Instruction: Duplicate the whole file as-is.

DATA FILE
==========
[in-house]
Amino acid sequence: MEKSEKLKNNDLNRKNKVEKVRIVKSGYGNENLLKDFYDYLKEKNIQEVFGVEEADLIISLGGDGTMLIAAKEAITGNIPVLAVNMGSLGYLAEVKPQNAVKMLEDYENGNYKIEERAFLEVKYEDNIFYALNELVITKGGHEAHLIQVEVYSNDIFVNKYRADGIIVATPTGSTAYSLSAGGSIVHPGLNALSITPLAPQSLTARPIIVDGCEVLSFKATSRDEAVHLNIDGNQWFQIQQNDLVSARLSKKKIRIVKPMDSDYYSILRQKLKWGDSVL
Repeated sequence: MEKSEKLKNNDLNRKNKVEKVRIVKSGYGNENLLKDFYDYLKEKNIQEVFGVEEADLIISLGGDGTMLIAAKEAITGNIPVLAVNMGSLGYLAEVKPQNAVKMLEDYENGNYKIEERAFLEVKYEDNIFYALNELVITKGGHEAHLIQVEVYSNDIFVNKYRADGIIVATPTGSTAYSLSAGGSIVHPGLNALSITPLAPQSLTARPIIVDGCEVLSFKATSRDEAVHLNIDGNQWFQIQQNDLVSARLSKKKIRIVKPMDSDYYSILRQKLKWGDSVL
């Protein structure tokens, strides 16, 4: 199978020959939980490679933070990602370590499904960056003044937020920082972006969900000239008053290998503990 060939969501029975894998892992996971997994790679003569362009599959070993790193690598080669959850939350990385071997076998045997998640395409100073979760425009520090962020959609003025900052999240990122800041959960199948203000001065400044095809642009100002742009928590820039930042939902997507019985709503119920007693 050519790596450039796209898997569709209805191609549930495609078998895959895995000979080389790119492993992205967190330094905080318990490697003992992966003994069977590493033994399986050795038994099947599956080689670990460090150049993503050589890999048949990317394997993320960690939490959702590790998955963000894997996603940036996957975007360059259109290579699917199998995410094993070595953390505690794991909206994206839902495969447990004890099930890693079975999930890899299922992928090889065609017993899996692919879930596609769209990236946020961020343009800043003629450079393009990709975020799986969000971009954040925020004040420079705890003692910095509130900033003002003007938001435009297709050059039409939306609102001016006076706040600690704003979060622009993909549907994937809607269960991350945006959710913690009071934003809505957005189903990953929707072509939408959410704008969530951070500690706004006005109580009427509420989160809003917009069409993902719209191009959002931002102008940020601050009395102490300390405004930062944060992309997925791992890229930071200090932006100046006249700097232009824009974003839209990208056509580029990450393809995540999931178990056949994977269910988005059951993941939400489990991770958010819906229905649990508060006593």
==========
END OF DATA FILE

[in-house]
Amino acid sequence: MEKSEKLKNNDLNRKNKVEKVRIVKSGYGNENLLKDFYDYLKEKNIQEVFGVEEADLIISLGGDGTMLIAAKEAITGNIPVLAVNMGSLGYLAEVKPQNAVKMLEDYENGNYKIEERAFLEVKYEDNIFYALNELVITKGGHEAHLIQVEVYSNDIFVNKYRADGIIVATPTGSTAYSLSAGGSIVHPGLNALSITPLAPQSLTARPIIVDGCEVLSFKATSRDEAVHLNIDGNQWFQIQQNDLVSARLSKKKIRIVKPMDSDYYSILRQKLKWGDSVL
Repeated sequence: MEKSEKLKNNDLNRKNKVEKVRIVKSGYGNENLLKDFYDYLKEKNIQEVFGVEEADLIISLGGDGTMLIAAKEAITGNIPVLAVNMGSLGYLAEVKPQNAVKMLEDYENGNYKIEERAFLEVKYEDNIFYALNELVITKGGHEAHLIQVEVYSNDIFVNKYRADGIIVATPTGSTAYSLSAGGSIVHPGLNALSITPLAPQSLTARPIIVDGCEVLSFKATSRDEAVHLNIDGNQWFQIQQNDLVSARLSKKKIRIVKPMDSDYYSILRQKLKWGDSVL
């Protein structure tokens, strides 16, 4: 199978020959939980490679933070990602370590499904960056003044937020920082972006969900000239008053290998503990 060939969501029975894998892992996971997994790679003569362009599959070993790193690598080669959850939350990385071997076998045997998640395409100073979760425009520090962020959609003025900052999240990122800041959960199948203000001065400044095809642009100002742009928590820039930042939902997507019985709503119920007693 050519790596450039796209898997569709209805191609549930495609078998895959895995000979080389790119492993992205967190330094905080318990490697003992992966003994069977590493033994399986050795038994099947599956080689670990460090150049993503050589890999048949990317394997993320960690939490959702590790998955963000894997996603940036996957975007360059259109290579699917199998995410094993070595953390505690794991909206994206839902495969447990004890099930890693079975999930890899299922992928090889065609017993899996692919879930596609769209990236946020961020343009800043003629450079393009990709975020799986969000971009954040925020004040420079705890003692910095509130900033003002003007938001435009297709050059039409939306609102001016006076706040600690704003979060622009993909549907994937809607269960991350945006959710913690009071934003809505957005189903990953929707072509939408959410704008969530951070500690706004006005109580009427509420989160809003917009069409993902719209191009959002931002102008940020601050009395102490300390405004930062944060992309997925791992890229930071200090932006100046006249700097232009824009974003839209990208056509580029990450393809995540999931178990056949994977269910988005059951993941939400489990991770958010819906229905649990508060006593």